Connecticut has become the first state in the U.S. to require all high schools to offer courses on African American, Black, Puerto Rican, and Latino studies.
The curriculum will provide a better understanding of the communities’ contributions to the United States history, society, economy, and culture using an inquiry-based approach. The approach includes both content knowledge and student identity development.
“Identities matter, especially when 27% of our students identify as Hispanic or Latino and 13% identify as Black or African American,” Connecticut Education Commissioner Miguel Cardona said in an interview with WTNH. “The fact is that more inclusive, culturally relevant content in classrooms leads to greater student engagement and better outcomes for all.”
Last year, Governor Lamont signed the requirement, Public Act 19-12, into law. And this month, the Connecticut State Board of Education unanimously approved the curriculum for the course.
High schools will have the option to offer the course in the 2021-2022 school year but will be required to offer it starting in fall 2022.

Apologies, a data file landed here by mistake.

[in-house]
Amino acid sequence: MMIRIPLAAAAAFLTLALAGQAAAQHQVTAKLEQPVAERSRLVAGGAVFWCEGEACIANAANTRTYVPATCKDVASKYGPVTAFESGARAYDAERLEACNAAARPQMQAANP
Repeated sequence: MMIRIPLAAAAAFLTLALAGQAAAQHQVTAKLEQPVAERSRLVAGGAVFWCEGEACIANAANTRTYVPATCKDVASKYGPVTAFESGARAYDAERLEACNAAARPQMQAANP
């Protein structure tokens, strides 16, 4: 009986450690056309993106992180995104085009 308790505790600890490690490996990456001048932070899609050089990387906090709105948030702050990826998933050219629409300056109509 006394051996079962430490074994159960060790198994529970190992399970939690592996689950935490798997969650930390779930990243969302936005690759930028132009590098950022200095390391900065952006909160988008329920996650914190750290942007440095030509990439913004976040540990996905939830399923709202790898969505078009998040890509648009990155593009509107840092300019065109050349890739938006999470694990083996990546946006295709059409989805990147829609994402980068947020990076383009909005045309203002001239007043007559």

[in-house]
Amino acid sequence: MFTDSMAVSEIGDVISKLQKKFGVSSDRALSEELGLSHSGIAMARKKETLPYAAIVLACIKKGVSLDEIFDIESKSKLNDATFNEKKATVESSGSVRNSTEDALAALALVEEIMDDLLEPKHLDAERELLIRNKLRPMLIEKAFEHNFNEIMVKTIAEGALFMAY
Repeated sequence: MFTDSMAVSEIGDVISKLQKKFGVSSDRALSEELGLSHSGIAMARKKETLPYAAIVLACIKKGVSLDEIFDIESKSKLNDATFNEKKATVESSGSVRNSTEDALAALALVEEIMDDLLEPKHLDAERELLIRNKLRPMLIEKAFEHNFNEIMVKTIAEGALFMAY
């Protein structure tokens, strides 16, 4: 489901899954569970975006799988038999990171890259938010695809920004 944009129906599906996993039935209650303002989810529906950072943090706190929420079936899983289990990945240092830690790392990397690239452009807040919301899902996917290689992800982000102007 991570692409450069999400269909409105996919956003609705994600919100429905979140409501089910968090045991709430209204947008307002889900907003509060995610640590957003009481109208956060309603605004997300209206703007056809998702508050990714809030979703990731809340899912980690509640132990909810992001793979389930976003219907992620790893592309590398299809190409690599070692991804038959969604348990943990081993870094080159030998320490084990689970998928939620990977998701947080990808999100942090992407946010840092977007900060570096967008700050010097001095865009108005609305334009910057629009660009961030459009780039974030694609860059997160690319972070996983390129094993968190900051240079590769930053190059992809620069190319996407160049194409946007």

This curriculum addition is seen as having broader implications for young Latinos.
“It will spark change beyond our classrooms,” said Tareonna Alger-Rodriguez in testifying in favor of this bill as a student at New London High School as a member of Hearing Youth Voices. “With courses that put our history at the forefront, students become more motivated and more empowered,” she told CTLN in an interview earlier this year.
Public Act 19-12 is hardly an in regard to the state recognizing the hardships and achievements of various ethnic groups that make up Connecticut’s diverse population.
In 1997 the legislature mandated teaching about the great Irish potato famine of the 19th Century which had a great impact on immigration to Connecticut and elsewhere.
In 2018, the state Senate, 37-0, and the state House, 147-0, approved a bill that requires Holocaust and genocide studies to be included in the social studies curriculum.
“The teaching of cultural studies, including the histories of racism, oppression, economic hardship, as well as the many accomplishments and contributions of African Americans and Latinos, is terribly important, said State Rep. Christine Palm, a Democrat who represents part of the Connecticut River Valley.